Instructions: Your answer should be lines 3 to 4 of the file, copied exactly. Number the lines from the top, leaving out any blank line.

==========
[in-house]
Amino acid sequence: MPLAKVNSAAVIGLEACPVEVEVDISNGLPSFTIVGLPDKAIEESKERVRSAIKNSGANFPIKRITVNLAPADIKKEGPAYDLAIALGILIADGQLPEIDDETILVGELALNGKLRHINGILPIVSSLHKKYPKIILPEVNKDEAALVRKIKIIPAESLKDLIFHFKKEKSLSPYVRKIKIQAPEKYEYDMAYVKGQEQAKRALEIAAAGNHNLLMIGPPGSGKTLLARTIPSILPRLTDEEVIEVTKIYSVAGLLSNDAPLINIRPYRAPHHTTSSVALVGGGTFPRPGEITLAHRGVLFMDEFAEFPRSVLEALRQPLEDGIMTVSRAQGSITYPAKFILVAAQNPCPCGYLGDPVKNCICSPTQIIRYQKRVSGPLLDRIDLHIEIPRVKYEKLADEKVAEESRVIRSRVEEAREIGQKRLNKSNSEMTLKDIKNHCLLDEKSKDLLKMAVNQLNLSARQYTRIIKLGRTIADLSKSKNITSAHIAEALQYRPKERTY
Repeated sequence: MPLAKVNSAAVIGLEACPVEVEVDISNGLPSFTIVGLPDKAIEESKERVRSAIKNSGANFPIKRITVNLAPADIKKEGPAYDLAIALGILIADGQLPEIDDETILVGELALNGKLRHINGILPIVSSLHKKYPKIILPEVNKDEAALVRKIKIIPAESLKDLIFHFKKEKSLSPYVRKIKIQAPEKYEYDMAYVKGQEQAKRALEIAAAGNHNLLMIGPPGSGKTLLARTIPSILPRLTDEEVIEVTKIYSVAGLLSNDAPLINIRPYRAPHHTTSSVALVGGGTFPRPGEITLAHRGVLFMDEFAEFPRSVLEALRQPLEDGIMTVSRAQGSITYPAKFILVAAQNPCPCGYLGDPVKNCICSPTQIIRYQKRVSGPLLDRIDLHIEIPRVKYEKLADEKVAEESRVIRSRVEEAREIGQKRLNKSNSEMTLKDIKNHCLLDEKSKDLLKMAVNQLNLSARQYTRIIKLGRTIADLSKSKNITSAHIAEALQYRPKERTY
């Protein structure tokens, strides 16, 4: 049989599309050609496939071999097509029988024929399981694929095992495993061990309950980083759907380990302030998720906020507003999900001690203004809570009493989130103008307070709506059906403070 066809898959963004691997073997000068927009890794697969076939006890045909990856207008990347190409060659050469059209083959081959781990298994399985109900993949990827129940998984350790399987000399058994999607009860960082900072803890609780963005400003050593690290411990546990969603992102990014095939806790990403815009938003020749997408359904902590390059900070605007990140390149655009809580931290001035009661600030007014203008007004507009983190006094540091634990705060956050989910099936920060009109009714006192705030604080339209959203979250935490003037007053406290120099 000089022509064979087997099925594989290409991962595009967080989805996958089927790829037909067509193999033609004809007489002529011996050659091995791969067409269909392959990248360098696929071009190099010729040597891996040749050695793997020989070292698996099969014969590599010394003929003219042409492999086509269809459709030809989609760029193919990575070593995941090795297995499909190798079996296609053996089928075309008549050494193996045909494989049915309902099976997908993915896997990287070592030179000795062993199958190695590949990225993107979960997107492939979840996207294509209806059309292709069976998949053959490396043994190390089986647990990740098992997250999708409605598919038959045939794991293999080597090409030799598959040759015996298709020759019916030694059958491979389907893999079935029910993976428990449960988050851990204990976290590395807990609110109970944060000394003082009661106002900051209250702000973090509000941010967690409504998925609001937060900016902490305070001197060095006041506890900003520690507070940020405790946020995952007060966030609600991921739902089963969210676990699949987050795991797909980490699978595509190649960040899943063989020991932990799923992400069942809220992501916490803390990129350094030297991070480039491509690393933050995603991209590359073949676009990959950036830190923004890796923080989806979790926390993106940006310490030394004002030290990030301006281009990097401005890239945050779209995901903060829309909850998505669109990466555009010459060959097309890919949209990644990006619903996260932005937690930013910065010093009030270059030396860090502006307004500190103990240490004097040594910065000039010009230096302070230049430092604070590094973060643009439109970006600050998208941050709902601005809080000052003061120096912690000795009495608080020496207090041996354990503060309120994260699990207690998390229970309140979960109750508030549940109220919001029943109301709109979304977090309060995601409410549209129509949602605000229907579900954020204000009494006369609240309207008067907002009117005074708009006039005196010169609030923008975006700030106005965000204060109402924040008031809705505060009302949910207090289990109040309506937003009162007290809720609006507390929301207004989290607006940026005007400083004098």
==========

Repeated sequence: MPLAKVNSAAVIGLEACPVEVEVDISNGLPSFTIVGLPDKAIEESKERVRSAIKNSGANFPIKRITVNLAPADIKKEGPAYDLAIALGILIADGQLPEIDDETILVGELALNGKLRHINGILPIVSSLHKKYPKIILPEVNKDEAALVRKIKIIPAESLKDLIFHFKKEKSLSPYVRKIKIQAPEKYEYDMAYVKGQEQAKRALEIAAAGNHNLLMIGPPGSGKTLLARTIPSILPRLTDEEVIEVTKIYSVAGLLSNDAPLINIRPYRAPHHTTSSVALVGGGTFPRPGEITLAHRGVLFMDEFAEFPRSVLEALRQPLEDGIMTVSRAQGSITYPAKFILVAAQNPCPCGYLGDPVKNCICSPTQIIRYQKRVSGPLLDRIDLHIEIPRVKYEKLADEKVAEESRVIRSRVEEAREIGQKRLNKSNSEMTLKDIKNHCLLDEKSKDLLKMAVNQLNLSARQYTRIIKLGRTIADLSKSKNITSAHIAEALQYRPKERTY
């Protein structure tokens, strides 16, 4: 049989599309050609496939071999097509029988024929399981694929095992495993061990309950980083759907380990302030998720906020507003999900001690203004809570009493989130103008307070709506059906403070 066809898959963004691997073997000068927009890794697969076939006890045909990856207008990347190409060659050469059209083959081959781990298994399985109900993949990827129940998984350790399987000399058994999607009860960082900072803890609780963005400003050593690290411990546990969603992102990014095939806790990403815009938003020749997408359904902590390059900070605007990140390149655009809580931290001035009661600030007014203008007004507009983190006094540091634990705060956050989910099936920060009109009714006192705030604080339209959203979250935490003037007053406290120099 000089022509064979087997099925594989290409991962595009967080989805996958089927790829037909067509193999033609004809007489002529011996050659091995791969067409269909392959990248360098696929071009190099010729040597891996040749050695793997020989070292698996099969014969590599010394003929003219042409492999086509269809459709030809989609760029193919990575070593995941090795297995499909190798079996296609053996089928075309008549050494193996045909494989049915309902099976997908993915896997990287070592030179000795062993199958190695590949990225993107979960997107492939979840996207294509209806059309292709069976998949053959490396043994190390089986647990990740098992997250999708409605598919038959045939794991293999080597090409030799598959040759015996298709020759019916030694059958491979389907893999079935029910993976428990449960988050851990204990976290590395807990609110109970944060000394003082009661106002900051209250702000973090509000941010967690409504998925609001937060900016902490305070001197060095006041506890900003520690507070940020405790946020995952007060966030609600991921739902089963969210676990699949987050795991797909980490699978595509190649960040899943063989020991932990799923992400069942809220992501916490803390990129350094030297991070480039491509690393933050995603991209590359073949676009990959950036830190923004890796923080989806979790926390993106940006310490030394004002030290990030301006281009990097401005890239945050779209995901903060829309909850998505669109990466555009010459060959097309890919949209990644990006619903996260932005937690930013910065010093009030270059030396860090502006307004500190103990240490004097040594910065000039010009230096302070230049430092604070590094973060643009439109970006600050998208941050709902601005809080000052003061120096912690000795009495608080020496207090041996354990503060309120994260699990207690998390229970309140979960109750508030549940109220919001029943109301709109979304977090309060995601409410549209129509949602605000229907579900954020204000009494006369609240309207008067907002009117005074708009006039005196010169609030923008975006700030106005965000204060109402924040008031809705505060009302949910207090289990109040309506937003009162007290809720609006507390929301207004989290607006940026005007400083004098």